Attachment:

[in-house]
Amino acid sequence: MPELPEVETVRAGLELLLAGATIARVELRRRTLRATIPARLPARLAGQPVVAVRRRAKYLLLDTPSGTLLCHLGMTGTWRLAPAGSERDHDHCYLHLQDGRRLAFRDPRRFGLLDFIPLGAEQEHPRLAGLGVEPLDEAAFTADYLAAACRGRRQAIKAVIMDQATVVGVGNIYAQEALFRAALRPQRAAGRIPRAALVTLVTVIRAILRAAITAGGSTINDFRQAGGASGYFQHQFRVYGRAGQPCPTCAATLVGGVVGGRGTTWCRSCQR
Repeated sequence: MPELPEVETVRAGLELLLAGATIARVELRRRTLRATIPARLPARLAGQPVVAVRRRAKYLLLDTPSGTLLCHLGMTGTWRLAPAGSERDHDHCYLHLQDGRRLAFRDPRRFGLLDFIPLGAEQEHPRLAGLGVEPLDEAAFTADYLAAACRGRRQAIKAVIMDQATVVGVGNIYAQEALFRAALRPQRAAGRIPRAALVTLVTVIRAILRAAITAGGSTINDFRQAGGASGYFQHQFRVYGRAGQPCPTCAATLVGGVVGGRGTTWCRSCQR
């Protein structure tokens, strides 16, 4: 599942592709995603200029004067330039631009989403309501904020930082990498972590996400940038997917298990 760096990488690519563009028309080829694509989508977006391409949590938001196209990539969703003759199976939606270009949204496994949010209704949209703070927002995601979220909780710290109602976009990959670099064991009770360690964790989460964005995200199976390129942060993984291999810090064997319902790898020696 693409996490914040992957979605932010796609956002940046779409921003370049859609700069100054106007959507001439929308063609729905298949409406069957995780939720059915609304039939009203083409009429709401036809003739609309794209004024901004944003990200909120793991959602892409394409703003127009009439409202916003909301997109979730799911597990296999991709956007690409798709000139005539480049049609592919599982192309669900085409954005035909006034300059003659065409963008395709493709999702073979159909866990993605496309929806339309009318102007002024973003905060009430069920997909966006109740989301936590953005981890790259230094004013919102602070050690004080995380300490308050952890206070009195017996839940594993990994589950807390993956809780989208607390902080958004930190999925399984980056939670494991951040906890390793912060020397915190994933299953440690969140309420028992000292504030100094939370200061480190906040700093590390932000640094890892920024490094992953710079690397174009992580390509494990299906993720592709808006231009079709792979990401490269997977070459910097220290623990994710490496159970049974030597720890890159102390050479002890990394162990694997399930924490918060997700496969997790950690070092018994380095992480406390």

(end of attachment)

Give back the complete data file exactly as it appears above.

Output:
[in-house]
Amino acid sequence: MPELPEVETVRAGLELLLAGATIARVELRRRTLRATIPARLPARLAGQPVVAVRRRAKYLLLDTPSGTLLCHLGMTGTWRLAPAGSERDHDHCYLHLQDGRRLAFRDPRRFGLLDFIPLGAEQEHPRLAGLGVEPLDEAAFTADYLAAACRGRRQAIKAVIMDQATVVGVGNIYAQEALFRAALRPQRAAGRIPRAALVTLVTVIRAILRAAITAGGSTINDFRQAGGASGYFQHQFRVYGRAGQPCPTCAATLVGGVVGGRGTTWCRSCQR
Repeated sequence: MPELPEVETVRAGLELLLAGATIARVELRRRTLRATIPARLPARLAGQPVVAVRRRAKYLLLDTPSGTLLCHLGMTGTWRLAPAGSERDHDHCYLHLQDGRRLAFRDPRRFGLLDFIPLGAEQEHPRLAGLGVEPLDEAAFTADYLAAACRGRRQAIKAVIMDQATVVGVGNIYAQEALFRAALRPQRAAGRIPRAALVTLVTVIRAILRAAITAGGSTINDFRQAGGASGYFQHQFRVYGRAGQPCPTCAATLVGGVVGGRGTTWCRSCQR
């Protein structure tokens, strides 16, 4: 599942592709995603200029004067330039631009989403309501904020930082990498972590996400940038997917298990 760096990488690519563009028309080829694509989508977006391409949590938001196209990539969703003759199976939606270009949204496994949010209704949209703070927002995601979220909780710290109602976009990959670099064991009770360690964790989460964005995200199976390129942060993984291999810090064997319902790898020696 693409996490914040992957979605932010796609956002940046779409921003370049859609700069100054106007959507001439929308063609729905298949409406069957995780939720059915609304039939009203083409009429709401036809003739609309794209004024901004944003990200909120793991959602892409394409703003127009009439409202916003909301997109979730799911597990296999991709956007690409798709000139005539480049049609592919599982192309669900085409954005035909006034300059003659065409963008395709493709999702073979159909866990993605496309929806339309009318102007002024973003905060009430069920997909966006109740989301936590953005981890790259230094004013919102602070050690004080995380300490308050952890206070009195017996839940594993990994589950807390993956809780989208607390902080958004930190999925399984980056939670494991951040906890390793912060020397915190994933299953440690969140309420028992000292504030100094939370200061480190906040700093590390932000640094890892920024490094992953710079690397174009992580390509494990299906993720592709808006231009079709792979990401490269997977070459910097220290623990994710490496159970049974030597720890890159102390050479002890990394162990694997399930924490918060997700496969997790950690070092018994380095992480406390």